In the heart of the North City Park neighborhood sits a building that once hosted some of the best and brightest leaders and athletic figures known in Denver. It was the home of current Denver Mayor Hancock and it’s where basketball legend Chauncy Billups learned the crossover. But it also helped develop a young man that went on to qualify for the Olympics and eventually win a World Championship in boxing. “Lightning” Lonnie Smith remembers those days fondly.
“Growing up was tough sometimes. You’d fight to stay out of gangs, fight to stay off drugs, fight to make a better life for yourself and your family,” Smith says. “I got shot walking home one night, it was rough. But the YMCA was my shelter. It was a place I could go to learn how to box, where I could learn how to be the kind of man that people respected and looked up to.”
Lonnie never forgot his lessons learned at the YMCA, even when hoisting a championship belt. Now, nearly two decades later, Lonnie Smith is back to keep the mission of the former East Denver YMCA alive. And along the way he hopes to revive a community that is changing and evolving but in desperate need of the kind of sanctuary, direction and values the YMCA once provided.
The YMCA was closed in the early 2000’s and eventually fell into a state of disrepair. The old ballfields became overgrown with weeds, the community pool became cluttered with trash and graffiti covered the walls inside and out. A place that once provided direction for young men and women for decades in NorthEast Denver sat empty and nearly forgotten.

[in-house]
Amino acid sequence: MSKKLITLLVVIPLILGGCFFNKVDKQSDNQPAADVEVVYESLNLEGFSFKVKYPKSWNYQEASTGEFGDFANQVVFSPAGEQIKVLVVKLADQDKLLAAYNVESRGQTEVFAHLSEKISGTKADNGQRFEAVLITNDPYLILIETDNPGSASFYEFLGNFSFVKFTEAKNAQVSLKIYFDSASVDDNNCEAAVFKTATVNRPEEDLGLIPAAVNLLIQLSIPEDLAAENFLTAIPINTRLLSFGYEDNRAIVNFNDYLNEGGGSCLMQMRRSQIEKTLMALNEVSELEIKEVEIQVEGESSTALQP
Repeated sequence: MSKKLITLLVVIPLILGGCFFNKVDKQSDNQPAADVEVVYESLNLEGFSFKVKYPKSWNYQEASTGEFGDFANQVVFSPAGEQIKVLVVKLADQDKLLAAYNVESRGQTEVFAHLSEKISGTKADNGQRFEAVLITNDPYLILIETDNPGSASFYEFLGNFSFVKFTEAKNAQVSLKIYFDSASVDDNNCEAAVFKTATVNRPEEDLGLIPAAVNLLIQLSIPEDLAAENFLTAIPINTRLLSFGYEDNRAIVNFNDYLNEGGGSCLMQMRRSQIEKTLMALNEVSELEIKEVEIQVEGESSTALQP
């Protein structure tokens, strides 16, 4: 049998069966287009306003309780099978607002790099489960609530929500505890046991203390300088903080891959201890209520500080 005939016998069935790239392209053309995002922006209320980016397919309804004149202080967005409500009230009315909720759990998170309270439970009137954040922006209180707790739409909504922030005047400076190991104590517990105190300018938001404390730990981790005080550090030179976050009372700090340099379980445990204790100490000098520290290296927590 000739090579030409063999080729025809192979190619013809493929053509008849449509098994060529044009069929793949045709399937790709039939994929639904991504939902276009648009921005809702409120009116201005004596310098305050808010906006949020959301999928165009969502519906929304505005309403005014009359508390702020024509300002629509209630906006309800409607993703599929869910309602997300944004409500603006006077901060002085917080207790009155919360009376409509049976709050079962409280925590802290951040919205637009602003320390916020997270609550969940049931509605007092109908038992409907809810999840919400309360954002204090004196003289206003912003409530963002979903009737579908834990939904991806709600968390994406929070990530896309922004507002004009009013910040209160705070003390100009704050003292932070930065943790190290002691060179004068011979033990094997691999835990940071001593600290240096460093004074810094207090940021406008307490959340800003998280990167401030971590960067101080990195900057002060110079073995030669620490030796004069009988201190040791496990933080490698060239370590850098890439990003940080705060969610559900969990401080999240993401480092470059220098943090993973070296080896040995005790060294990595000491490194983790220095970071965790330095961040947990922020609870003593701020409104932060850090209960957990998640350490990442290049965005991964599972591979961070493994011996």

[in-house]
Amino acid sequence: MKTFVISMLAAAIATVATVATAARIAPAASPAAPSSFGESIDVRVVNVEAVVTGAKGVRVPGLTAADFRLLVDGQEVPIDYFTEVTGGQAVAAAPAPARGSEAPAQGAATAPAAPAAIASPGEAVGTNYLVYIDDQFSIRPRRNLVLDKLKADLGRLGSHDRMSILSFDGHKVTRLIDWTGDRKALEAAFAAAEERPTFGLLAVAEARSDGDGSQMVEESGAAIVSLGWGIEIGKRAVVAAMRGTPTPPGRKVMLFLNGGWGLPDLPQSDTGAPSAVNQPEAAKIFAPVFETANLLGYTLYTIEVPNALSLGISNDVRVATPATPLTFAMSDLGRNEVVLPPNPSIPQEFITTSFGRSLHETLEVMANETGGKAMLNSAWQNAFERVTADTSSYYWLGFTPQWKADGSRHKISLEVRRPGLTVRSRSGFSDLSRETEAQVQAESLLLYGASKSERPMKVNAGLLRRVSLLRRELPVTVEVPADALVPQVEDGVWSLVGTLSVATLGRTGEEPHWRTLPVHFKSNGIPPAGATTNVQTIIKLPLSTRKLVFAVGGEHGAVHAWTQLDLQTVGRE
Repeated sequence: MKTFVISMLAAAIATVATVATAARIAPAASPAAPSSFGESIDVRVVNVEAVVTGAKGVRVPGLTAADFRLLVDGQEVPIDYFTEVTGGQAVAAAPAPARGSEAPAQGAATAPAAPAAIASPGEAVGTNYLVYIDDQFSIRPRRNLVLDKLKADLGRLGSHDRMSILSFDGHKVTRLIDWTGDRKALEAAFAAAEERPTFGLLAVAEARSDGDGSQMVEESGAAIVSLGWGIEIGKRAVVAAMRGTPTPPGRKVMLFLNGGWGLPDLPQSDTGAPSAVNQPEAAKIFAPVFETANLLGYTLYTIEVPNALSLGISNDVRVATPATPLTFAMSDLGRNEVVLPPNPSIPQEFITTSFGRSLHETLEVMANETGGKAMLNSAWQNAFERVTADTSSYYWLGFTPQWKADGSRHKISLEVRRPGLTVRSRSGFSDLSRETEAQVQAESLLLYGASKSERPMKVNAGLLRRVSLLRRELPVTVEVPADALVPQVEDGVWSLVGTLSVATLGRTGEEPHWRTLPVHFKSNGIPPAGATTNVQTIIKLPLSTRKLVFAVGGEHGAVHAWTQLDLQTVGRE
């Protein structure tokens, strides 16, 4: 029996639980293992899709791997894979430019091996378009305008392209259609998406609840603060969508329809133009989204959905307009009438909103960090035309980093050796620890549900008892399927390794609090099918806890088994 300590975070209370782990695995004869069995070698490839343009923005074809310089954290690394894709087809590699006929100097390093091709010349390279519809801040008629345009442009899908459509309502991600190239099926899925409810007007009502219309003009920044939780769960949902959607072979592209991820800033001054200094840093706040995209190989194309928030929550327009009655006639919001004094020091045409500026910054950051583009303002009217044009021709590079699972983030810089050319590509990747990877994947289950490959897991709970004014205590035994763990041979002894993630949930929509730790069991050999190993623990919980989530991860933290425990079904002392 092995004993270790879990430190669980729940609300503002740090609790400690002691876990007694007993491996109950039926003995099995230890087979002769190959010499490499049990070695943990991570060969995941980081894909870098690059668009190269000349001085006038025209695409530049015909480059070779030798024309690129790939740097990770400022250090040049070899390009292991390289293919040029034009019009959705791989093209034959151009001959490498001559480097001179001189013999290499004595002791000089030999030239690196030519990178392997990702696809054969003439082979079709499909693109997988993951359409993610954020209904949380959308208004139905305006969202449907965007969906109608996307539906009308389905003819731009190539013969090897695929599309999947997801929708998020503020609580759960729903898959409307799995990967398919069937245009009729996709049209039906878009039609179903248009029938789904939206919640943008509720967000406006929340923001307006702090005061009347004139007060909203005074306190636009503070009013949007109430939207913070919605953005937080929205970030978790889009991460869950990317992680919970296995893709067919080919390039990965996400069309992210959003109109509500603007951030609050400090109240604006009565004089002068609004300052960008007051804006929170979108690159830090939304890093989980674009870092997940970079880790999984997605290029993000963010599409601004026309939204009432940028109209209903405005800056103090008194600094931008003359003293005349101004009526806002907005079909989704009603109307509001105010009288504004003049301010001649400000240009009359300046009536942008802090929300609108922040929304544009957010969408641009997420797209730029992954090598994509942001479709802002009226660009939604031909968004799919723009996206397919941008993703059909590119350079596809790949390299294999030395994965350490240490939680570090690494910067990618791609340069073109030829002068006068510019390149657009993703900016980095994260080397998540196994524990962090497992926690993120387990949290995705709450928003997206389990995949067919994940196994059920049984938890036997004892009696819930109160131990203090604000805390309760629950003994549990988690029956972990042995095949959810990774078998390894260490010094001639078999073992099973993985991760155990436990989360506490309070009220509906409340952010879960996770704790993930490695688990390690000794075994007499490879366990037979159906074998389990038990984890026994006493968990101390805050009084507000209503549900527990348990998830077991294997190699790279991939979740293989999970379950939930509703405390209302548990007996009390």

“It was heartbreaking, man” said Gerald Hamel of LoveUprising.org, a non-profit working with Lonnie to revitalize the old YMCA. “There’s so much this neighborhood has to offer, so much this center has to offer, it just needed some attention and care and a vision.”
Rising From The Ashes:
Lonnie and Gerald joined forces along with several other community leaders to reopen the center as the Ligtning Lonnie Smith Community Center. With some donations, the group managed to open up a gym, a boxing training center and refurbish the massive basketball gymnasium where the Denver Nuggets once used to practice. But there’s still so much to do.
Lonnie and Gerald envision a center that provides more than just athletic outlets. Certainly they plan on renovating the old baseball diamond and plan to include green soccer fields where weeds and dirt currently reside. Upgrades to the gym, workout equipment and improved locker room facilities are also in the plans as is a giant skate-park where the pool sits now. But Lonnie also sees that the center can be so much more than just a place for fun and sports, it can also be a place of learning and community development.
Lonnie’s plans include an adult learning center, classrooms for student tutoring and GED classes, community meeting rooms and even a community garden nestled in between the children’s playground and the soccer fields.
It’s a daunting task, for sure, but Lonnie has never been one to back down from a challenge. That’s why he simply smiles when people question him about his return to the ring. Some say he’s too old, that he’s been out of the ring for too long. But Lonnie continues to train and improve every day as he prepares for his return to professional boxing. This time, though, he’s not simply boxing for glory, or personal achievement. This time he carries the hopes and dreams of an entire community with him when he steps between the ropes.
Through sponsorships, prize money and donations, he hopes his return to boxing will help raise awareness of his efforts to renovate the center and help raise enough funds to get the job done. Like Lonnie, the center was abandoned, considered to old, too out of shape, too behind the times. But like Lonnie, the center is returning with a vengance and, with luck and hard work, will feature new facilities, athletic fields and classrooms by Summer 2013.
With your help, and Lonnie’s determination, it can happen!